There's a simple reason why I've written fewer stories than I did in 2012, despite writing more words. I've started to do a significant quantity of rewriting. Whereas I rarely used to go to even a second draft, now it's not uncommon for me to write five or six (or, in some cases, more than a dozen) drafts of a story. Also, I stop writing stories when I realize that they're bad. Furthermore, this year I wrote two novellas (ugh, I guess I'll get around to revising them someday, even though the odds of selling them are soooooooo low).
There's so much delay, even in short story writing, and it always leads me to the same feeling: this sense that I am becoming a worse writer. Last year, I sold five stories written in 2010 and only 2 stories written in 2011. Of this year's eight stories, only one ("Next Door") was written in 2012. Logic tells me that next year I will probably sell a bunch of stories written in 2012 and relatively few stories written in 2013.
So, yes, writing-wise, it's been a good year. I abandoned one novel. And the next novel that I wrote wasn't very good. But I learned a lot about novel-writing! And I entered the novel submissions game for the first time and I learned a lot about that too! I sold a lot of stories. And I wrote a lot of stories too. I've done a lot of thinking, this year, about the kinds of things I want to write and the ways in which to write those things...and I think I'm slowly starting to put some of that thinking into practice. I'm probably--almost certainly--not a worse writer than I was a year ago.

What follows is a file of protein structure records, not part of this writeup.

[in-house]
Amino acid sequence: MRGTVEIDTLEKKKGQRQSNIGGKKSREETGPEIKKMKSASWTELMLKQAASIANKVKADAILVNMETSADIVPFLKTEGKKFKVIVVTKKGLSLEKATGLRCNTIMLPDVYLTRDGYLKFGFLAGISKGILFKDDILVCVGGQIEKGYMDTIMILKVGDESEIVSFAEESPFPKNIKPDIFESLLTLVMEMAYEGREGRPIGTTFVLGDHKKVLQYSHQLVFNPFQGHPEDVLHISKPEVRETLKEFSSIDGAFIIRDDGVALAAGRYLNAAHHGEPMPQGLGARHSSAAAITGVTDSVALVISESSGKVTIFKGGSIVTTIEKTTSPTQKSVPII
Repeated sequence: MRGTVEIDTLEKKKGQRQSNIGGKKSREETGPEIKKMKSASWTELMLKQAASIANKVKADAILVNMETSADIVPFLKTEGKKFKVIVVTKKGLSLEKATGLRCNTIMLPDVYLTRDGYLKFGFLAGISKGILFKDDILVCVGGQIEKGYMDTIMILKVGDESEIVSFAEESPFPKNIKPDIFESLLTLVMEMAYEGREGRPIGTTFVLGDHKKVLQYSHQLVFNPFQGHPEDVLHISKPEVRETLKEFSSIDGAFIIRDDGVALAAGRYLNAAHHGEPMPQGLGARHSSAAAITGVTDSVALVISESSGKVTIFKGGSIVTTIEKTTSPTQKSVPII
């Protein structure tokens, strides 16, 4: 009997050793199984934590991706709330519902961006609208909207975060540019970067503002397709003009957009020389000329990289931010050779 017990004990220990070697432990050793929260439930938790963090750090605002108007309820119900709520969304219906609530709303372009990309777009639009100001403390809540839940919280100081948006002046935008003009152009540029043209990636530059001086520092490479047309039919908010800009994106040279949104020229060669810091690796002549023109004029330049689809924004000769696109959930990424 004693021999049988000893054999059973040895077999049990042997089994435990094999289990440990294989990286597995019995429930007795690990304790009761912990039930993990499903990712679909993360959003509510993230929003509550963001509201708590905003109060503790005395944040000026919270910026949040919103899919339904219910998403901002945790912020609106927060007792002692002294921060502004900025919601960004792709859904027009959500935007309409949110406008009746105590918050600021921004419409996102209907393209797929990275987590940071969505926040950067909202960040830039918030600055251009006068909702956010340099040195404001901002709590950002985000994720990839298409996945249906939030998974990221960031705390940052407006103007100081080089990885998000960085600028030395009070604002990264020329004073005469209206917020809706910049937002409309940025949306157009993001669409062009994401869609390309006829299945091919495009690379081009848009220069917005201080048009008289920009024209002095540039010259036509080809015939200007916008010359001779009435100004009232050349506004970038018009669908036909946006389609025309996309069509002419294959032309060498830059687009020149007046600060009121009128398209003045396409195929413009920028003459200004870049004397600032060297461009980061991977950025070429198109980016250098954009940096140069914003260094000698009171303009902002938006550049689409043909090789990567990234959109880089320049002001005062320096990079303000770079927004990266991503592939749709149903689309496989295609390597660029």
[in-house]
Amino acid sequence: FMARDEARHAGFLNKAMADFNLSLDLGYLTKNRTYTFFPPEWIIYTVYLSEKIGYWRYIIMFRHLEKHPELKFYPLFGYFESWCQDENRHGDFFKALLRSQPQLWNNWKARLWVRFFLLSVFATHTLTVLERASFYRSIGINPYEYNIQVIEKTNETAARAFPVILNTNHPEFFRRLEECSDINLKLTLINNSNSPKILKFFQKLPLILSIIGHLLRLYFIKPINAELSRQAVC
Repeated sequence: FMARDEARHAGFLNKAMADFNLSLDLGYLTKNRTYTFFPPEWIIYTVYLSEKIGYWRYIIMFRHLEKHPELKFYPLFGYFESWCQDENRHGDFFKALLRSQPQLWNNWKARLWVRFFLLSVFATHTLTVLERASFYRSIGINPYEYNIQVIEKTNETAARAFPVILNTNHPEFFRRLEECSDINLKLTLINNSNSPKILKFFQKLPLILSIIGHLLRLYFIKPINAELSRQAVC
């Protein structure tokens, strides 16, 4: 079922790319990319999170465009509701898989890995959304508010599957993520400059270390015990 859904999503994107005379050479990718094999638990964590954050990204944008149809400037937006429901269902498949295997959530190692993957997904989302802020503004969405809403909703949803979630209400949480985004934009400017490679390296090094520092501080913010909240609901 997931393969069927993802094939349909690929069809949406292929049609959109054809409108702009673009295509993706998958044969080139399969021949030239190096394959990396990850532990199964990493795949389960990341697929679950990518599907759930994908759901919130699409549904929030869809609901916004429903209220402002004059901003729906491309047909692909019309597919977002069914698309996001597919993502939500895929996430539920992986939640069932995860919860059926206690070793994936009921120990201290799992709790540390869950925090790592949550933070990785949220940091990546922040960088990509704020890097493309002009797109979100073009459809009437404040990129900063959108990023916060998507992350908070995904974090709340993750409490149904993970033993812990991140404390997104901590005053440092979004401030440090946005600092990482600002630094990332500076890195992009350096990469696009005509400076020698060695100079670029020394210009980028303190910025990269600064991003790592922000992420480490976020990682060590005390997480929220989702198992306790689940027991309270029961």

Notes On Table
I only started keeping daily wordcounts halfway through 2004, which is why those numbers don't quite match up w/ the yearly wordcount.
I define a "pro" sale as one which pays over 5 cent a word
I started keeping "Writing Time" statistics on 5/16/12
I started keeping "Reading Time" statistics on 5/31/12
My "Goal" for each week is 5000 words
2012 statistics are only current as of 12/20/12
Fractional novels (unfinished novels) are included in the yearly count, but not in the overall count of novels completed
Daily word counts are based either on words produced (whether or not they will appear in the final draft of a story) or on revision time, with some set number of words (currently 900 words) given as credit for every hour of revision time.
Since February 15th, I've been reading submissions for a venerable SF magazine, Strange Horizons*. According to my email client, I rejected about 850 stories. If I include the stories I passed up (which get rejected by the actual fiction editors), I read and reviewed about 900 stories. Which means I was reading about three stories every day.
And now I'm done. I can't say that the experience was a bad one. Reviewing the stories didn't take long. And I learned exactly what I wanted to learn. I got an intuitive sense of what's out there and what doesn't quite work. And I think it's helped my own stories. Sometimes I'll think of an idea for a story and realize, "Ugh, it's just going to be another story in a slush pile" and I'll back away and do something more creative. And that's a good thing.